Definition 28.6.1. A scheme $S$ is said to be *Jacobson* if its underlying topological space is Jacobson.

## 28.6 Jacobson schemes

Recall that a space is said to be *Jacobson* if the closed points are dense in every closed subset, see Topology, Section 5.18.

Recall that a ring $R$ is Jacobson if every radical ideal of $R$ is the intersection of maximal ideals, see Algebra, Definition 10.35.1.

Lemma 28.6.2. An affine scheme $\mathop{\mathrm{Spec}}(R)$ is Jacobson if and only if the ring $R$ is Jacobson.

**Proof.**
This is Algebra, Lemma 10.35.4.
$\square$

Here is the standard result characterizing Jacobson schemes. Intuitively it claims that Jacobson $\Leftrightarrow $ locally Jacobson.

Lemma 28.6.3. Let $X$ be a scheme. The following are equivalent:

The scheme $X$ is Jacobson.

The scheme $X$ is “locally Jacobson” in the sense of Definition 28.4.2.

For every affine open $U \subset X$ the ring $\mathcal{O}_ X(U)$ is Jacobson.

There exists an affine open covering $X = \bigcup U_ i$ such that each $\mathcal{O}_ X(U_ i)$ is Jacobson.

There exists an open covering $X = \bigcup X_ j$ such that each open subscheme $X_ j$ is Jacobson.

Moreover, if $X$ is Jacobson then every open subscheme is Jacobson.

**Proof.**
The final assertion of the lemma holds by Topology, Lemma 5.18.5. The equivalence of (5) and (1) is Topology, Lemma 5.18.4. Hence, using Lemma 28.6.2, we see that (1) $\Leftrightarrow $ (2). To finish proving the lemma it suffices to show that “Jacobson” is a local property of rings, see Lemma 28.4.3. Any localization of a Jacobson ring at an element is Jacobson, see Algebra, Lemma 10.35.14. Suppose $R$ is a ring, $f_1, \ldots , f_ n \in R$ generate the unit ideal and each $R_{f_ i}$ is Jacobson. Then we see that $\mathop{\mathrm{Spec}}(R) = \bigcup D(f_ i)$ is a union of open subsets which are all Jacobson, and hence $\mathop{\mathrm{Spec}}(R)$ is Jacobson by Topology, Lemma 5.18.4 again. This proves the second property of Definition 28.4.1.
$\square$

Many schemes used commonly in algebraic geometry are Jacobson, see Morphisms, Lemma 29.16.10. We mention here the following interesting case.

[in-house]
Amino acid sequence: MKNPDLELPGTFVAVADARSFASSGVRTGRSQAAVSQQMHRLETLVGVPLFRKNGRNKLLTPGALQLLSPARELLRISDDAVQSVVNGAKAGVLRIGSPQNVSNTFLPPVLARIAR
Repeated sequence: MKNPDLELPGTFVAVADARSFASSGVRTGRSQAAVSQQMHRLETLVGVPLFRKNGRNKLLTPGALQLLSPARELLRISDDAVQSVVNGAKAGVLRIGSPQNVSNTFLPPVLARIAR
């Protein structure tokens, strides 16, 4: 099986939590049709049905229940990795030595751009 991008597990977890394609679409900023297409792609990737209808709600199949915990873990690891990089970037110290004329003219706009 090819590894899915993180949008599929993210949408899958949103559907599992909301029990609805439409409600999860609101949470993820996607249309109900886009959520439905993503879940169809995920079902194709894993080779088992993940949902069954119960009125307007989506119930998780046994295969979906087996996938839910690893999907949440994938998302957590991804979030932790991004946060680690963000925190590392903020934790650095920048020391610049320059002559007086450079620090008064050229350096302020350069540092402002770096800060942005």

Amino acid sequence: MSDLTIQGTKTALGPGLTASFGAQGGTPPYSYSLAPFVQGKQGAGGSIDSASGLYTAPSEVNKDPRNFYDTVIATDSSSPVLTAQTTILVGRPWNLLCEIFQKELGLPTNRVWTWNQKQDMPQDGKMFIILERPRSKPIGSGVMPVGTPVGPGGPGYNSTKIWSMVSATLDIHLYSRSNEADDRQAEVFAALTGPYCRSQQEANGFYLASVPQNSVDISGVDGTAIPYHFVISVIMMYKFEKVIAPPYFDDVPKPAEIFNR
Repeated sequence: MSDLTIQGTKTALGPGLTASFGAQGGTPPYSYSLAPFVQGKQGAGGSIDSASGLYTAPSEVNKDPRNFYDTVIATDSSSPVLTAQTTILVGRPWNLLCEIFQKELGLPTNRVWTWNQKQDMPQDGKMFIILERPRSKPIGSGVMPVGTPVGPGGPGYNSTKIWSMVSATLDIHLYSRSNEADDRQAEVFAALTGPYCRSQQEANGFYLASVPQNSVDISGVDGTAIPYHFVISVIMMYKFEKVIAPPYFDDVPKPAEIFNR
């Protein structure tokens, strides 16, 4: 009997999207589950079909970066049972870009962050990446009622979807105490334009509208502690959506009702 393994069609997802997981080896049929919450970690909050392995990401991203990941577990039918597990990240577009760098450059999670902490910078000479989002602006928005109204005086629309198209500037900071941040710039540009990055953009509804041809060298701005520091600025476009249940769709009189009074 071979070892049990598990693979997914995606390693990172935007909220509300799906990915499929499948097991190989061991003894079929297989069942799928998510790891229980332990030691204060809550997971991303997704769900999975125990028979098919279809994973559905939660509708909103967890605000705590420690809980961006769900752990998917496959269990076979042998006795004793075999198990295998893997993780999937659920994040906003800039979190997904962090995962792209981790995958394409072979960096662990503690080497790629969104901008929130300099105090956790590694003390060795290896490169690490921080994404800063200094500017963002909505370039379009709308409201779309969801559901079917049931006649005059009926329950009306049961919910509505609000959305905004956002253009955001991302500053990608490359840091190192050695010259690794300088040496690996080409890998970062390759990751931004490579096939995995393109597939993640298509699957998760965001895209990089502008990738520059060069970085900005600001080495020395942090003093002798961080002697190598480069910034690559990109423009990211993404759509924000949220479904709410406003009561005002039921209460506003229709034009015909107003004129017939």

Lemma 28.6.4. Examples of Noetherian Jacobson schemes.

If $(R, \mathfrak m)$ is a Noetherian local ring, then the punctured spectrum $\mathop{\mathrm{Spec}}(R) \setminus \{ \mathfrak m\} $ is a Jacobson scheme.

If $R$ is a Noetherian ring with Jacobson radical $\text{rad}(R)$ then $\mathop{\mathrm{Spec}}(R) \setminus V(\text{rad}(R))$ is a Jacobson scheme.

If $(R, I)$ is a Zariski pair (More on Algebra, Definition 15.10.1) with $R$ Noetherian, then $\mathop{\mathrm{Spec}}(R) \setminus V(I)$ is a Jacobson scheme.

**Proof.**
Proof of (3). Observe that $\mathop{\mathrm{Spec}}(R) - V(I)$ has a covering by the affine opens $\mathop{\mathrm{Spec}}(R_ f)$ for $f \in I$. The rings $R_ f$ are Jacobson by More on Algebra, Lemma 15.10.5. Hence $\mathop{\mathrm{Spec}}(R) \setminus V(I)$ is Jacobson by Lemma 28.6.3. Parts (1) and (2) are special cases of (3).

Direct proof of case (1). Since $\mathop{\mathrm{Spec}}(R)$ is a Noetherian scheme, $S$ is a Noetherian scheme (Lemma 28.5.6). Hence $S$ is a sober, Noetherian topological space (use Schemes, Lemma 26.11.1). Assume $S$ is not Jacobson to get a contradiction. By Topology, Lemma 5.18.3 there exists some non-closed point $\xi \in S$ such that $\{ \xi \} $ is locally closed. This corresponds to a prime $\mathfrak p \subset R$ such that (1) there exists a prime $\mathfrak q$, $\mathfrak p \subset \mathfrak q \subset \mathfrak m$ with both inclusions strict, and (2) $\{ \mathfrak p\} $ is open in $\mathop{\mathrm{Spec}}(R/\mathfrak p)$. This is impossible by Algebra, Lemma 10.61.1. $\square$

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